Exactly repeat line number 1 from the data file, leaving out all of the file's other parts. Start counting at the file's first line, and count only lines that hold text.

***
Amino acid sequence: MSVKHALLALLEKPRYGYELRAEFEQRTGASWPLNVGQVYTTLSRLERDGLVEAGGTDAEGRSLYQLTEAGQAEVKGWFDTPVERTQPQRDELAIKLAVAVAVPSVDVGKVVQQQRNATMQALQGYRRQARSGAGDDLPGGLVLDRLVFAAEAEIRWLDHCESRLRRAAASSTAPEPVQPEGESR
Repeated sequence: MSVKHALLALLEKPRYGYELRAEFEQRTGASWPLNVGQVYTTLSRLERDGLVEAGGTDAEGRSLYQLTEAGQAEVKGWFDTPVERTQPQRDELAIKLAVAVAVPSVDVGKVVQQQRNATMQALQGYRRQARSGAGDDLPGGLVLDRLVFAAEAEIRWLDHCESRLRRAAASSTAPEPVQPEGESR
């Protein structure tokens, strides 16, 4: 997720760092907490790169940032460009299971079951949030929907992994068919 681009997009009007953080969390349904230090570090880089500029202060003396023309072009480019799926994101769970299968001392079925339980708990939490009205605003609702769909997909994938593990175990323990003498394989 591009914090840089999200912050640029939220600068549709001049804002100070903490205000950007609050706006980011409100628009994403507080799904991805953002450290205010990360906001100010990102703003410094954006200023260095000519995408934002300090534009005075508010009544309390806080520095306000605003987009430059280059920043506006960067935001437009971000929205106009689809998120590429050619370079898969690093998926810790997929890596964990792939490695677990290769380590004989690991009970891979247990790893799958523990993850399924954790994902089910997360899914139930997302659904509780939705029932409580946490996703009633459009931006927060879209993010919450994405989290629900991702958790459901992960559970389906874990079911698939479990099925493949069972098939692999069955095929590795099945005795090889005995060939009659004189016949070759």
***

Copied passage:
Amino acid sequence: MSVKHALLALLEKPRYGYELRAEFEQRTGASWPLNVGQVYTTLSRLERDGLVEAGGTDAEGRSLYQLTEAGQAEVKGWFDTPVERTQPQRDELAIKLAVAVAVPSVDVGKVVQQQRNATMQALQGYRRQARSGAGDDLPGGLVLDRLVFAAEAEIRWLDHCESRLRRAAASSTAPEPVQPEGESR